United States cuts off exports to Chinese chipmaker

US bans exports to Chinese DRAM maker citing national security risk

Trump hits Chinese chipmaker with export ban, still expects ‘great deal’ with Beijing

The US department of commerce has issued an edict that effectively bans American companies exporting technology to Chinese DRAM maker Fujian Jinhua Integrated Circuit Company.

ZDNet also notes Micron Technology, a USA company, is now in a legal battle with Fujian Jinhua and its Taiwanese partner United Microelectronics Corp, claiming they stole its chip designs.

The choice comes in the midst of claims that the state-sponsored organization has stolen protected innovation from U.S. chipmaker Micron Technology, as indicated by reports.

The Chinese company was caught up in the legal battle between Micron and UMC.

The US Commerce Department said it would confine the fare of programming and innovation merchandise from American firms to Chinese chipmaker Fujian Jinhua. Commerce Secretary Wilbur Ross noted that the State would ban USA firms from exporting software and technology goods to the Chinese chipmaker.

Recently, the United States hindered China's ZTE from working with USA organizations after it discovered it had disregarded U.S. sanctions against Iran and North Korea.

Under the move, American companies without a special license are restricted to sell components to Fujian Jinhua.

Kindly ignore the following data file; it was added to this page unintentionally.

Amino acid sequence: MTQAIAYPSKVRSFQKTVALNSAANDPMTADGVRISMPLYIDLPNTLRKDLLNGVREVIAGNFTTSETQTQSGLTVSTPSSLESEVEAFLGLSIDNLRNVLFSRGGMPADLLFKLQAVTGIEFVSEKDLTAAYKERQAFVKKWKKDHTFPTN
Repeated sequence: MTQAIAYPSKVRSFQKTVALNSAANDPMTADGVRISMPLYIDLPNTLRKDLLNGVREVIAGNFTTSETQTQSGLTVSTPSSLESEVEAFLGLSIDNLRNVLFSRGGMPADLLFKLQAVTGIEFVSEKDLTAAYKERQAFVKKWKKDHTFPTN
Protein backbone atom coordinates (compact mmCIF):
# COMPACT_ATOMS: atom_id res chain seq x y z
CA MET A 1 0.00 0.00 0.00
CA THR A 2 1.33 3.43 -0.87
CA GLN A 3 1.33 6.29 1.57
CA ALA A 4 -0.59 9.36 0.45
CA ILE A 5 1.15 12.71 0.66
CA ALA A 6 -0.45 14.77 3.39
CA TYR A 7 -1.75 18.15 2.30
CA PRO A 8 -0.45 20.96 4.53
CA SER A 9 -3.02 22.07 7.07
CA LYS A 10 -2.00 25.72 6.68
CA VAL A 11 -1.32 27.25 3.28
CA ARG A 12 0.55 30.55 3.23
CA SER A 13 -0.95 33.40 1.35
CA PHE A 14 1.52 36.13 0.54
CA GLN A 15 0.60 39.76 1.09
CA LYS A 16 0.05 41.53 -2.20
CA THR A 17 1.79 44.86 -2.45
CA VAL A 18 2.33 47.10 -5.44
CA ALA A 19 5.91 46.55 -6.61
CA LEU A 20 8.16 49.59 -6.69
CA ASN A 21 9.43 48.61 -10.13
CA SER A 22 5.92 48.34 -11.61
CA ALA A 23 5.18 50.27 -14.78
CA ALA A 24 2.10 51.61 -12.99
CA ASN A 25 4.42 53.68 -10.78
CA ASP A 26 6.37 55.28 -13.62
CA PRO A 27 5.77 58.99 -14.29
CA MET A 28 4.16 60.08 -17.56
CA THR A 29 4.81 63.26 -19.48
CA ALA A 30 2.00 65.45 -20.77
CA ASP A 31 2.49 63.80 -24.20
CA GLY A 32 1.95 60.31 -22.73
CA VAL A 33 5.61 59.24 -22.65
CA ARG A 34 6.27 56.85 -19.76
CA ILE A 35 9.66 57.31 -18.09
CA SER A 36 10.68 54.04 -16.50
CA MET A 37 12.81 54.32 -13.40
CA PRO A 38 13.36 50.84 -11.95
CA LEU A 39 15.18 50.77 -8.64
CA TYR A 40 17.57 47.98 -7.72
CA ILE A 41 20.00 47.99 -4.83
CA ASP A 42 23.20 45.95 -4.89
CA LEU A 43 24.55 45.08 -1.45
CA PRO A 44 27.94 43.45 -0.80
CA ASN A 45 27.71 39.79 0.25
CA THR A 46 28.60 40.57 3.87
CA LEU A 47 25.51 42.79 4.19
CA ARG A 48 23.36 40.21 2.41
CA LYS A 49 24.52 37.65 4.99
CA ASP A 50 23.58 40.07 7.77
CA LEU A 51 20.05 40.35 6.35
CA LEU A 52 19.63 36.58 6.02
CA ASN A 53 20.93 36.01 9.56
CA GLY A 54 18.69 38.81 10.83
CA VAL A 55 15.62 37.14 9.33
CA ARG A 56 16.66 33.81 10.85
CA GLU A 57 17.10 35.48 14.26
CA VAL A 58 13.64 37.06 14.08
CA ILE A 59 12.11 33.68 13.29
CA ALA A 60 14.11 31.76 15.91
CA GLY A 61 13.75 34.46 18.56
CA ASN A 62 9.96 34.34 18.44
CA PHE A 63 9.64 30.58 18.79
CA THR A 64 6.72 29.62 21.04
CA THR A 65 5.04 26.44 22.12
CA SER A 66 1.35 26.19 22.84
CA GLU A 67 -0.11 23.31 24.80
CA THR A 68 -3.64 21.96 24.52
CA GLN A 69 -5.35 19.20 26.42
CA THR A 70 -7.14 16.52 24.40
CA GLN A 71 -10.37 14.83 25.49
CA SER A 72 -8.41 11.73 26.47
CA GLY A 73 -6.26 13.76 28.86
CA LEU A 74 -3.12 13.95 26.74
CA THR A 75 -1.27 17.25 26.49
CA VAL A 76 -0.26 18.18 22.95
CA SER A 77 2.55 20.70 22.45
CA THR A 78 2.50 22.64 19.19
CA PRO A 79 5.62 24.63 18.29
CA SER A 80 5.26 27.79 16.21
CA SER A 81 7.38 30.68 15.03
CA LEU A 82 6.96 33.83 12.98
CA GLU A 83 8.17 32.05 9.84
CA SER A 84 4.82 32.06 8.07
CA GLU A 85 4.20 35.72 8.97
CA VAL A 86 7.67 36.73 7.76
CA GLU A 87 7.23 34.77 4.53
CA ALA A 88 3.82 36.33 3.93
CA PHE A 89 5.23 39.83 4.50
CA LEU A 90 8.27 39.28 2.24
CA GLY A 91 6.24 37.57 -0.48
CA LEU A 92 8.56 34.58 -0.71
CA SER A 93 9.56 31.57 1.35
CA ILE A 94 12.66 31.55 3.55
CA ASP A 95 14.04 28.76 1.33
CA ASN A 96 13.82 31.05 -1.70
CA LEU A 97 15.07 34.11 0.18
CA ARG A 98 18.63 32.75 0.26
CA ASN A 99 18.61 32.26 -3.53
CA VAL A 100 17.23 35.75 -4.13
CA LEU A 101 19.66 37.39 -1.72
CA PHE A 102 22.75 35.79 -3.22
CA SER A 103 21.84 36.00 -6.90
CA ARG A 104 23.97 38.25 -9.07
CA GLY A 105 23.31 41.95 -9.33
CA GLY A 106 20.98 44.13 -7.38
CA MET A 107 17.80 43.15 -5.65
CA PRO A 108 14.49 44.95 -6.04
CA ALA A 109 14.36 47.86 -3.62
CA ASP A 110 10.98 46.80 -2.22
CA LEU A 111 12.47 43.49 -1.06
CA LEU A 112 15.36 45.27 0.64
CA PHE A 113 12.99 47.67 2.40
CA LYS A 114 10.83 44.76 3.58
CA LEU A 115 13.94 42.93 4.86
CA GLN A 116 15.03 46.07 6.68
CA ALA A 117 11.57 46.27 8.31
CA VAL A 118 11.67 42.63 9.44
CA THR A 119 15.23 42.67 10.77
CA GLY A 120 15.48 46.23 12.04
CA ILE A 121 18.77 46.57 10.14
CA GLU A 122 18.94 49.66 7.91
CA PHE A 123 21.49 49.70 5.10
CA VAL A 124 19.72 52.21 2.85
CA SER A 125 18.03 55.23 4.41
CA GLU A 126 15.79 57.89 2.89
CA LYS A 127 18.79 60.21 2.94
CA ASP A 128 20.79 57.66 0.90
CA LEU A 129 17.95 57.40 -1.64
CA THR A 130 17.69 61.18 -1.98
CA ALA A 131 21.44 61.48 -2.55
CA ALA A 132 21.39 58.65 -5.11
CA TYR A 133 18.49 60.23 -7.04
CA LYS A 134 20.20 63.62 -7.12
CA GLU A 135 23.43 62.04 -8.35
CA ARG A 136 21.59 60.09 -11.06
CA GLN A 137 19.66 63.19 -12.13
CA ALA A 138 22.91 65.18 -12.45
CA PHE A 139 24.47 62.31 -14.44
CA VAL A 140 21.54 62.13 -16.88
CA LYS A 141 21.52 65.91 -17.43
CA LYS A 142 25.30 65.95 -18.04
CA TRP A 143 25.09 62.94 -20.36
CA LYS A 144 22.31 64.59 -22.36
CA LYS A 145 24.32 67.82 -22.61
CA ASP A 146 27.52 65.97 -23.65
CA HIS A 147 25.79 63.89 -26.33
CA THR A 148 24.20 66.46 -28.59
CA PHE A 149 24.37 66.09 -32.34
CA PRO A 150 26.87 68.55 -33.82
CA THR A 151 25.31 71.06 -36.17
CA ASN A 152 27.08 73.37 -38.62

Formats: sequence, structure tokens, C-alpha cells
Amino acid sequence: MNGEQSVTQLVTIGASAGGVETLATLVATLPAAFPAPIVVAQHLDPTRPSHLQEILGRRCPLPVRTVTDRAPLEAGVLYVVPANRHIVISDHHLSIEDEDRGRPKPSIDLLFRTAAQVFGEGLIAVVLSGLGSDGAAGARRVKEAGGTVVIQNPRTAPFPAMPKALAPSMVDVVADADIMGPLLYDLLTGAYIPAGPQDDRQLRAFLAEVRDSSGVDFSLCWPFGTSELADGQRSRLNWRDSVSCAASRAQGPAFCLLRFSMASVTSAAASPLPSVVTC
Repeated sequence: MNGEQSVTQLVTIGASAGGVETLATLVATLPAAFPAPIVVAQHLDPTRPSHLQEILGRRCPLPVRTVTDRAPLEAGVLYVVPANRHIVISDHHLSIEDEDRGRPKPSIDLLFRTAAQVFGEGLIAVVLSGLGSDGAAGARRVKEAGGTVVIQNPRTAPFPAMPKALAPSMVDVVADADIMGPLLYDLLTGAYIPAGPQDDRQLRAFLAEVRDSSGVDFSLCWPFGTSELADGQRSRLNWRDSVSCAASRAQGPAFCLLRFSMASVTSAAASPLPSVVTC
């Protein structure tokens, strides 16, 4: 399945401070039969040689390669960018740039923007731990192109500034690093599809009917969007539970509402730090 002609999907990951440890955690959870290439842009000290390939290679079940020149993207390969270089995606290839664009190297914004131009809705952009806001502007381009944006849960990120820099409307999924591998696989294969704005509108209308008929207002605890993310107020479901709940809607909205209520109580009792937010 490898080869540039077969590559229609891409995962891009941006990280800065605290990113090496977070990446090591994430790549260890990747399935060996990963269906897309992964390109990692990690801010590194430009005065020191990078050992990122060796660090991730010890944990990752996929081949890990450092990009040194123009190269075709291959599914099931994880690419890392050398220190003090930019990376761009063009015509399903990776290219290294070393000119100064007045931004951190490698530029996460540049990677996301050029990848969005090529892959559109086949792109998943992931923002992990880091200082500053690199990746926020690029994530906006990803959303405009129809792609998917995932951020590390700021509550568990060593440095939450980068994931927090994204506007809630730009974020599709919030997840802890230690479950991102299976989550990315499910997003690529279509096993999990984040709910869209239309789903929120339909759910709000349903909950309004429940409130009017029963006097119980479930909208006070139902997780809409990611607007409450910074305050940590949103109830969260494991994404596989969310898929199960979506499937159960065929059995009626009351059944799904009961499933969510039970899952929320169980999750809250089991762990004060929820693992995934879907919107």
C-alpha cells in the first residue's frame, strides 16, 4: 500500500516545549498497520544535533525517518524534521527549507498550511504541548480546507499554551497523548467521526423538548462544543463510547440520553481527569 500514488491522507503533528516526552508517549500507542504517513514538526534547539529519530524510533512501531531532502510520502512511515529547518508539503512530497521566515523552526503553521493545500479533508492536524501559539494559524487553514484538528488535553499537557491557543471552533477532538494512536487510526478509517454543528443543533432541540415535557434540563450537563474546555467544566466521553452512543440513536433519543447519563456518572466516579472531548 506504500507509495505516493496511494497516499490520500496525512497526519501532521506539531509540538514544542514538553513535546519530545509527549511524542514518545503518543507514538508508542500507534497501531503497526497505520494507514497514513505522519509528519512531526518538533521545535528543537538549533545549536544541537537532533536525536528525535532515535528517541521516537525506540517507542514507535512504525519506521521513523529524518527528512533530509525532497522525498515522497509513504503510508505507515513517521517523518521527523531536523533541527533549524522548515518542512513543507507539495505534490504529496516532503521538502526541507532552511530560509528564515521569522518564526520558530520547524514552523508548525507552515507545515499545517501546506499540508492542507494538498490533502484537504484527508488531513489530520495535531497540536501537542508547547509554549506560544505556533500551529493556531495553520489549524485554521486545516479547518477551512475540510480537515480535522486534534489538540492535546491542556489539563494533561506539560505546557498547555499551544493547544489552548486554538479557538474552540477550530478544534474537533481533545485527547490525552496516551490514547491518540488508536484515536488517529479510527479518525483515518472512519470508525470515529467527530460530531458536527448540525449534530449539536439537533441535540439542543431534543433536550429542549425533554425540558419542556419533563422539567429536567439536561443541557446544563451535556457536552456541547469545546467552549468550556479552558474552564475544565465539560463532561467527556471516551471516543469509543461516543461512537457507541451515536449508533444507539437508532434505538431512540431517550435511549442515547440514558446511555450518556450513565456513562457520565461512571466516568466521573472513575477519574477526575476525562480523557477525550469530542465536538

The US move will likely add to growing friction between the world's 2 largest economies.

A Commerce Department spokesman said the agency would review any appeal by Fujian Jinhua. "The additional production, in light of the likely USA -origin technology, threatens the long-term economic viability of US suppliers of these essential components of US military systems". "Placing Jinhua on the Entity List will limit its ability to threaten the supply chain for essential components in our military systems", said Wilbur Ross, Secretary of Commerce.

In a statement released by the US Department of Commerce (DoC), officials said the Chinese chipmaker posed "a significant risk of being or becoming involved, in activities contrary to the national security or foreign policy interests of the United States".

Jinhua is opening a $5.7 billion factory in China's Fujian province and has become increasingly ambitious in its desire to become a global player in the memory chip business.

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